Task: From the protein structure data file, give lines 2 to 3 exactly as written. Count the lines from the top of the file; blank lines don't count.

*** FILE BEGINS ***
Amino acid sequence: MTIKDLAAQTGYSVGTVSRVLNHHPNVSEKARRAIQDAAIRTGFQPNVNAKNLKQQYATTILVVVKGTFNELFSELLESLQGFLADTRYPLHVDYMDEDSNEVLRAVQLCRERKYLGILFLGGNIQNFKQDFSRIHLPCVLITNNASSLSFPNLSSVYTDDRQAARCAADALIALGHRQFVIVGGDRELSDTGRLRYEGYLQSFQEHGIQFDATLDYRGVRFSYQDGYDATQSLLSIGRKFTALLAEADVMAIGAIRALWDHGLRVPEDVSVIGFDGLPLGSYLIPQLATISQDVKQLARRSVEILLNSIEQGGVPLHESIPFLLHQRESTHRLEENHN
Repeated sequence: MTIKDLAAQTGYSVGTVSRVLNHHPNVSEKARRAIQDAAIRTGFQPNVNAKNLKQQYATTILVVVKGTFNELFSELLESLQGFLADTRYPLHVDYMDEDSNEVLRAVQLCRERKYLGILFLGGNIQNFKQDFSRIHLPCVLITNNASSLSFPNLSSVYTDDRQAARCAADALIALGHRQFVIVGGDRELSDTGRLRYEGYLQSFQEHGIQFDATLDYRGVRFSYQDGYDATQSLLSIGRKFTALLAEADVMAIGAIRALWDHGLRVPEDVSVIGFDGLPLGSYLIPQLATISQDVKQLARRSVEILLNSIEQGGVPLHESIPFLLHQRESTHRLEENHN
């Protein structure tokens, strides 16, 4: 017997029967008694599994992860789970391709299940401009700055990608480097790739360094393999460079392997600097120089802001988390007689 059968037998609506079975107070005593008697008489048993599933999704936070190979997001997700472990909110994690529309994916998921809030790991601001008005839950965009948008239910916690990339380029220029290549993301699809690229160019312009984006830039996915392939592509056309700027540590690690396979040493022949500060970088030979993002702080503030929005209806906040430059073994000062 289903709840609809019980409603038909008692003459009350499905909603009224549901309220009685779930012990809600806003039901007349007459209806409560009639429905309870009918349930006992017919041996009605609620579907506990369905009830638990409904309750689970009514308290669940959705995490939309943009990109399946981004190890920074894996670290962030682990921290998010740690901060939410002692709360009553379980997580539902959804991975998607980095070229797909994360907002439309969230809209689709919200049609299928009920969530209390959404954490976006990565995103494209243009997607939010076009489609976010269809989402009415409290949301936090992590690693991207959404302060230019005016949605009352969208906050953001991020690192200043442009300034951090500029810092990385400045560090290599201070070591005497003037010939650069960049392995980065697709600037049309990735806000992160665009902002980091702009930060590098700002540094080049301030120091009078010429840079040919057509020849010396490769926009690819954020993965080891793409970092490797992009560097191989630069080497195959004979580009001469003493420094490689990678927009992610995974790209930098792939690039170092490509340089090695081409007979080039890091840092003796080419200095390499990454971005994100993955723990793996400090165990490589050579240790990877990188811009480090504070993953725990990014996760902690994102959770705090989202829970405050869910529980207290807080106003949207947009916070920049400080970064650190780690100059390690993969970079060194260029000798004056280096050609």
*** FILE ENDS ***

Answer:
Repeated sequence: MTIKDLAAQTGYSVGTVSRVLNHHPNVSEKARRAIQDAAIRTGFQPNVNAKNLKQQYATTILVVVKGTFNELFSELLESLQGFLADTRYPLHVDYMDEDSNEVLRAVQLCRERKYLGILFLGGNIQNFKQDFSRIHLPCVLITNNASSLSFPNLSSVYTDDRQAARCAADALIALGHRQFVIVGGDRELSDTGRLRYEGYLQSFQEHGIQFDATLDYRGVRFSYQDGYDATQSLLSIGRKFTALLAEADVMAIGAIRALWDHGLRVPEDVSVIGFDGLPLGSYLIPQLATISQDVKQLARRSVEILLNSIEQGGVPLHESIPFLLHQRESTHRLEENHN
């Protein structure tokens, strides 16, 4: 017997029967008694599994992860789970391709299940401009700055990608480097790739360094393999460079392997600097120089802001988390007689 059968037998609506079975107070005593008697008489048993599933999704936070190979997001997700472990909110994690529309994916998921809030790991601001008005839950965009948008239910916690990339380029220029290549993301699809690229160019312009984006830039996915392939592509056309700027540590690690396979040493022949500060970088030979993002702080503030929005209806906040430059073994000062 289903709840609809019980409603038909008692003459009350499905909603009224549901309220009685779930012990809600806003039901007349007459209806409560009639429905309870009918349930006992017919041996009605609620579907506990369905009830638990409904309750689970009514308290669940959705995490939309943009990109399946981004190890920074894996670290962030682990921290998010740690901060939410002692709360009553379980997580539902959804991975998607980095070229797909994360907002439309969230809209689709919200049609299928009920969530209390959404954490976006990565995103494209243009997607939010076009489609976010269809989402009415409290949301936090992590690693991207959404302060230019005016949605009352969208906050953001991020690192200043442009300034951090500029810092990385400045560090290599201070070591005497003037010939650069960049392995980065697709600037049309990735806000992160665009902002980091702009930060590098700002540094080049301030120091009078010429840079040919057509020849010396490769926009690819954020993965080891793409970092490797992009560097191989630069080497195959004979580009001469003493420094490689990678927009992610995974790209930098792939690039170092490509340089090695081409007979080039890091840092003796080419200095390499990454971005994100993955723990793996400090165990490589050579240790990877990188811009480090504070993953725990990014996760902690994102959770705090989202829970405050869910529980207290807080106003949207947009916070920049400080970064650190780690100059390690993969970079060194260029000798004056280096050609």